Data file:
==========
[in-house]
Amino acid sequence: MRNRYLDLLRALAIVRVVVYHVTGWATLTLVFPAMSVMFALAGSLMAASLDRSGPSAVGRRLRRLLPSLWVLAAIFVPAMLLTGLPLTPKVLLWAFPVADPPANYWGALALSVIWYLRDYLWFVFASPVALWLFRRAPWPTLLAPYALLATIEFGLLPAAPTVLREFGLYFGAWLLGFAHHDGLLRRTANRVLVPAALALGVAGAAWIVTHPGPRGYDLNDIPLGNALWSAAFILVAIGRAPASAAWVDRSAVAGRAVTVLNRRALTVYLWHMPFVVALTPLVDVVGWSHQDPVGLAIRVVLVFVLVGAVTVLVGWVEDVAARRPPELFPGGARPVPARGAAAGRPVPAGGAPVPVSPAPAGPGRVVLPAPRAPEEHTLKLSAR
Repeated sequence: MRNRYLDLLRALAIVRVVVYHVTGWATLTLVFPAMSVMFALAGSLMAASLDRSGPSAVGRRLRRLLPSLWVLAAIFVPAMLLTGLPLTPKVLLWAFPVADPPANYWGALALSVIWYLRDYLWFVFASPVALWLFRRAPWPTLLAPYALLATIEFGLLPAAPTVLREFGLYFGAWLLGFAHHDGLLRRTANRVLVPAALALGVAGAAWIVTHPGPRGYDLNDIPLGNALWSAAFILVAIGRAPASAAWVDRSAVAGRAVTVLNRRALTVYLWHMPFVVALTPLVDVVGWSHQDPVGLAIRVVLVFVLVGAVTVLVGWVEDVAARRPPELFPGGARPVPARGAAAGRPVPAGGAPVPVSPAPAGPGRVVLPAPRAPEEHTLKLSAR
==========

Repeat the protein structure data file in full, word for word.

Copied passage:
[in-house]
Amino acid sequence: MRNRYLDLLRALAIVRVVVYHVTGWATLTLVFPAMSVMFALAGSLMAASLDRSGPSAVGRRLRRLLPSLWVLAAIFVPAMLLTGLPLTPKVLLWAFPVADPPANYWGALALSVIWYLRDYLWFVFASPVALWLFRRAPWPTLLAPYALLATIEFGLLPAAPTVLREFGLYFGAWLLGFAHHDGLLRRTANRVLVPAALALGVAGAAWIVTHPGPRGYDLNDIPLGNALWSAAFILVAIGRAPASAAWVDRSAVAGRAVTVLNRRALTVYLWHMPFVVALTPLVDVVGWSHQDPVGLAIRVVLVFVLVGAVTVLVGWVEDVAARRPPELFPGGARPVPARGAAAGRPVPAGGAPVPVSPAPAGPGRVVLPAPRAPEEHTLKLSAR
Repeated sequence: MRNRYLDLLRALAIVRVVVYHVTGWATLTLVFPAMSVMFALAGSLMAASLDRSGPSAVGRRLRRLLPSLWVLAAIFVPAMLLTGLPLTPKVLLWAFPVADPPANYWGALALSVIWYLRDYLWFVFASPVALWLFRRAPWPTLLAPYALLATIEFGLLPAAPTVLREFGLYFGAWLLGFAHHDGLLRRTANRVLVPAALALGVAGAAWIVTHPGPRGYDLNDIPLGNALWSAAFILVAIGRAPASAAWVDRSAVAGRAVTVLNRRALTVYLWHMPFVVALTPLVDVVGWSHQDPVGLAIRVVLVFVLVGAVTVLVGWVEDVAARRPPELFPGGARPVPARGAAAGRPVPAGGAPVPVSPAPAGPGRVVLPAPRAPEEHTLKLSAR